>I found out about the DAN internship by chance, but it would prove to dramatically change my life. I was accepted into the program as a research intern and positioned in Scapa Flow, Scotland. After the initial excitement wore off, I became apprehensive about traveling alone and working in a foreign country for the entire summer. Looking back, it was one of the best decisions I ever made.
>During my week at DAN headquarters in Durham, N.C., I learned more about diving safety and physiology than in all of my training courses combined. In Scotland, I gained first-hand experience working with decompression illness and treatment.
>As a volunteer research intern at Scapa Flow, my task was to collect data for Project Dive Exploration, but I was able to do so much more. After getting to know the dive boat captains, I was invited along diving and I was able to dive most of the wrecks of the sunken German fleet. I met and learned from divers visiting from all over the world.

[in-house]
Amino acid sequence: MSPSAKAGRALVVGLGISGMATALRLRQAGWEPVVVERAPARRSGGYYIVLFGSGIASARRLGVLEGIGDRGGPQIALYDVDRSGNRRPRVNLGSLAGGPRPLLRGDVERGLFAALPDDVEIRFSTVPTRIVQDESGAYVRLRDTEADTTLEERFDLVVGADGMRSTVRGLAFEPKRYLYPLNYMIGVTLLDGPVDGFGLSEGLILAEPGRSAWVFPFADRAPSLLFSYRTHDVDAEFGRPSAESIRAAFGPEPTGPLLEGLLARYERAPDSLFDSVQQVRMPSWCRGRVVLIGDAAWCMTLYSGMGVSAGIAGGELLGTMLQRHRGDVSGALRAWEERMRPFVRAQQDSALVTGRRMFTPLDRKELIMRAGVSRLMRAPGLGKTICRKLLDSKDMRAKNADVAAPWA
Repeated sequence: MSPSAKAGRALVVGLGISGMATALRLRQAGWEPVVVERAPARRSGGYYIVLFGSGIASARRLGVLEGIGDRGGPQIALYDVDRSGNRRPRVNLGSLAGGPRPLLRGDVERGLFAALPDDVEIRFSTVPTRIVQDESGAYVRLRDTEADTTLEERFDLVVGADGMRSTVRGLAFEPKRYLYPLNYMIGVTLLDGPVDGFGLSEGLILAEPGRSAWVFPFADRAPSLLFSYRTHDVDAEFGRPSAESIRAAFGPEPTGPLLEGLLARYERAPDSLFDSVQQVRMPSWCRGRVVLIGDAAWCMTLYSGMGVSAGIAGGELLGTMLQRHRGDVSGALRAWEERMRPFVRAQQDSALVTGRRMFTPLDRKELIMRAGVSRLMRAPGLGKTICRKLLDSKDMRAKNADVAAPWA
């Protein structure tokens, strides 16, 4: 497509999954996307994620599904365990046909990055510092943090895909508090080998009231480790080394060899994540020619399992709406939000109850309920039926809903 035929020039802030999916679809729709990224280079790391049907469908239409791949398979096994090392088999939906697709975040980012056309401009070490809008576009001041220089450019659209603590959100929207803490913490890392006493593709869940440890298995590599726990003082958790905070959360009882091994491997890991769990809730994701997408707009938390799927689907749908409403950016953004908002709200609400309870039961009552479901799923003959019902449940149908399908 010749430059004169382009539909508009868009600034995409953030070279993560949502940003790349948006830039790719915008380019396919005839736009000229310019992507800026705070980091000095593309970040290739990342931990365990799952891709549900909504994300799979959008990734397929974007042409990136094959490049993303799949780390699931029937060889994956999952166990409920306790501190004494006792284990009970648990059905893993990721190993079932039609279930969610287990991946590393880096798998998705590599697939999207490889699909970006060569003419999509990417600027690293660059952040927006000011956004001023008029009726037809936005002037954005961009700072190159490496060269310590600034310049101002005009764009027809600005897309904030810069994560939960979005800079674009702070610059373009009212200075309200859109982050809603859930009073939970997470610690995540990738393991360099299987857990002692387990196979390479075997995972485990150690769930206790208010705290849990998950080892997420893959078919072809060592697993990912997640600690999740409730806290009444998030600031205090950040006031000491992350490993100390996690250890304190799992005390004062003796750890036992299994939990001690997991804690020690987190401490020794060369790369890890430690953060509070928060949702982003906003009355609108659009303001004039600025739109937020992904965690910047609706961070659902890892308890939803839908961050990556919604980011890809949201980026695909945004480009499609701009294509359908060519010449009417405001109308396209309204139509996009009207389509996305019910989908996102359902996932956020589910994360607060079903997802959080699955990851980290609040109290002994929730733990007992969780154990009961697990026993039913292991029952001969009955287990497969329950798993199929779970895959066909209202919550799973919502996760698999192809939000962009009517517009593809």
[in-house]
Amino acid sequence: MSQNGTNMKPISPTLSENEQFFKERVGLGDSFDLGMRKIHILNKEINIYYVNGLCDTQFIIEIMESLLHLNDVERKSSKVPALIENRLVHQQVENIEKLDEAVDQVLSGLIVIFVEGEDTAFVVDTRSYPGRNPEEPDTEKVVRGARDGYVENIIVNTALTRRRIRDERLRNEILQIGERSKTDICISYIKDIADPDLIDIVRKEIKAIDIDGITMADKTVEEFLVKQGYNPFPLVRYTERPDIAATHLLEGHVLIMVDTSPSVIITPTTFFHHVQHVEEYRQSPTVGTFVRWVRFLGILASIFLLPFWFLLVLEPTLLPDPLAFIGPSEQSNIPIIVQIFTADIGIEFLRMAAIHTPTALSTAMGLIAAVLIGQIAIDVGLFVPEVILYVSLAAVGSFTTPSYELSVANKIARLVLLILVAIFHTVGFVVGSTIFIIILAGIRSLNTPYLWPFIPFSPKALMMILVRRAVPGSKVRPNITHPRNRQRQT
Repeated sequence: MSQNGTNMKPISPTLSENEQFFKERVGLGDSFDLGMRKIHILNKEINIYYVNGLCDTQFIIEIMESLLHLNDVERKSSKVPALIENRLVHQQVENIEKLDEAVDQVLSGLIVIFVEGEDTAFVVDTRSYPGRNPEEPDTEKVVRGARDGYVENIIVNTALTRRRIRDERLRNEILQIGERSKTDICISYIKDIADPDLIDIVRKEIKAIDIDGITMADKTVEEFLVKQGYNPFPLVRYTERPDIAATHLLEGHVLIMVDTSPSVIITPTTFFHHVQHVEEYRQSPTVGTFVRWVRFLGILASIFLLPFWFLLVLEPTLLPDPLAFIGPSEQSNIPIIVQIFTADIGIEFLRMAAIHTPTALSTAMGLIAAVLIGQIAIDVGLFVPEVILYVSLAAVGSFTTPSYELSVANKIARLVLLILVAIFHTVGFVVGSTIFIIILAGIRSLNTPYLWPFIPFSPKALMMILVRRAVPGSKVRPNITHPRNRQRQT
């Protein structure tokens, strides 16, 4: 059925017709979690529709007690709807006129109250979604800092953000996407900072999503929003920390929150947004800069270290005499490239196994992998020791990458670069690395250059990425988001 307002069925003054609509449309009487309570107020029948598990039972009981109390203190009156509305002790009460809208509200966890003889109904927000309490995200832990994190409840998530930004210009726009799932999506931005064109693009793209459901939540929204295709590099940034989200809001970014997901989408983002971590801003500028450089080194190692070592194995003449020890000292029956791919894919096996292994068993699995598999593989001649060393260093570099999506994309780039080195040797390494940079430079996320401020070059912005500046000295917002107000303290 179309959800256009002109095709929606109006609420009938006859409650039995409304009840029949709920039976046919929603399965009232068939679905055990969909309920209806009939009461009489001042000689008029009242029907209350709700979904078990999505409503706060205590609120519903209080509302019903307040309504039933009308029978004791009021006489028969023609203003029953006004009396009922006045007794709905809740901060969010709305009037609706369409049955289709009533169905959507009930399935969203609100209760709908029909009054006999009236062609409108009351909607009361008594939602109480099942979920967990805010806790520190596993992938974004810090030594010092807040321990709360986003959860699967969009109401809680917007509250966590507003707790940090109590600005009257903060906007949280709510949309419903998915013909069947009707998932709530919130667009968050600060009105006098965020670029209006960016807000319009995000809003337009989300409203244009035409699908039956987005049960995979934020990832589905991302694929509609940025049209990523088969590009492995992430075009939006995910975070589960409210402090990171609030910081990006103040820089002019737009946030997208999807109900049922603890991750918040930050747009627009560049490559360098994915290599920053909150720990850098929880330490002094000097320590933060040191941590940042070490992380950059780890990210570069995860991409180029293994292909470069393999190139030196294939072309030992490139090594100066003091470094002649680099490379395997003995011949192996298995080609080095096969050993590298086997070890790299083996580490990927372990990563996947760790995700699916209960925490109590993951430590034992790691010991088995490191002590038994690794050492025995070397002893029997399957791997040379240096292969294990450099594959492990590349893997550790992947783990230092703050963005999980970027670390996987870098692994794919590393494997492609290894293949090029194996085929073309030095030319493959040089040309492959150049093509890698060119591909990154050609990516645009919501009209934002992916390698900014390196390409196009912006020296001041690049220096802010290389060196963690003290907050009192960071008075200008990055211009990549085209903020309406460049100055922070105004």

>A large factor in my decision to apply for the internship was to learn about hyperbaric medicine. Working at the hyperbaric chamber in Stromness, I was exposed to the very real consequences of breathing compressed gasses at pressure. My experiences there truly exemplified the need for organizations like DAN who perform research with the goal of making diving safer.
>What I learned in my time as an intern shaped my perceptions of diving and medicine and will be a valuable asset to me in my pursuit of a medical degree. My eyes were opened to the careers that exist in diving and the similarities diving shares with other disciplines such as anesthesiology.
>I would like to thank everyone involved with the internship for their help and support last summer, and for offering me this once in a lifetime opportunity. The experience was unforgettable, and the scotch wasn't bad either.